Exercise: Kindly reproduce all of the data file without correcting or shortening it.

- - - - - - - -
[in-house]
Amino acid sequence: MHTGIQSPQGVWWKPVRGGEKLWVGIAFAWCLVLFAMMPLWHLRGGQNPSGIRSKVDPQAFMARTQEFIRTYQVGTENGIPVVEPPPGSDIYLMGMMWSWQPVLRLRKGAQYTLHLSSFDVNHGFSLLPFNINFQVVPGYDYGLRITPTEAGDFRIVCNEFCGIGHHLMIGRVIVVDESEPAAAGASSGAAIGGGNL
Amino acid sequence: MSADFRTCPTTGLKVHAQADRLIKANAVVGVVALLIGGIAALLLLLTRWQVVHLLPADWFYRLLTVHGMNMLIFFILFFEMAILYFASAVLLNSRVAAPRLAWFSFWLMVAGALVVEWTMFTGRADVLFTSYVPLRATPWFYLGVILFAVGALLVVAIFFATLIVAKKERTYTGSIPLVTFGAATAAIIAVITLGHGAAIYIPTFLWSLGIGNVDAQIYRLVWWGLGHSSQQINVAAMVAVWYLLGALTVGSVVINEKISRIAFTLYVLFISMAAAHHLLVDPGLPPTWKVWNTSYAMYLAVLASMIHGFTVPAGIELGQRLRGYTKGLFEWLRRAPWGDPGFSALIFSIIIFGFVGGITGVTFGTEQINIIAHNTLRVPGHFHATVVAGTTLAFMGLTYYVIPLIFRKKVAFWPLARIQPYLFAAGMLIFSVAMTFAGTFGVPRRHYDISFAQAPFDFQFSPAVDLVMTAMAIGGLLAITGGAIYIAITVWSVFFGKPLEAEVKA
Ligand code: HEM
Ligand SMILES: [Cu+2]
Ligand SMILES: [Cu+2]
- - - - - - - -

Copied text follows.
[in-house]
Amino acid sequence: MHTGIQSPQGVWWKPVRGGEKLWVGIAFAWCLVLFAMMPLWHLRGGQNPSGIRSKVDPQAFMARTQEFIRTYQVGTENGIPVVEPPPGSDIYLMGMMWSWQPVLRLRKGAQYTLHLSSFDVNHGFSLLPFNINFQVVPGYDYGLRITPTEAGDFRIVCNEFCGIGHHLMIGRVIVVDESEPAAAGASSGAAIGGGNL
Amino acid sequence: MSADFRTCPTTGLKVHAQADRLIKANAVVGVVALLIGGIAALLLLLTRWQVVHLLPADWFYRLLTVHGMNMLIFFILFFEMAILYFASAVLLNSRVAAPRLAWFSFWLMVAGALVVEWTMFTGRADVLFTSYVPLRATPWFYLGVILFAVGALLVVAIFFATLIVAKKERTYTGSIPLVTFGAATAAIIAVITLGHGAAIYIPTFLWSLGIGNVDAQIYRLVWWGLGHSSQQINVAAMVAVWYLLGALTVGSVVINEKISRIAFTLYVLFISMAAAHHLLVDPGLPPTWKVWNTSYAMYLAVLASMIHGFTVPAGIELGQRLRGYTKGLFEWLRRAPWGDPGFSALIFSIIIFGFVGGITGVTFGTEQINIIAHNTLRVPGHFHATVVAGTTLAFMGLTYYVIPLIFRKKVAFWPLARIQPYLFAAGMLIFSVAMTFAGTFGVPRRHYDISFAQAPFDFQFSPAVDLVMTAMAIGGLLAITGGAIYIAITVWSVFFGKPLEAEVKA
Ligand code: HEM
Ligand SMILES: [Cu+2]
Ligand SMILES: [Cu+2]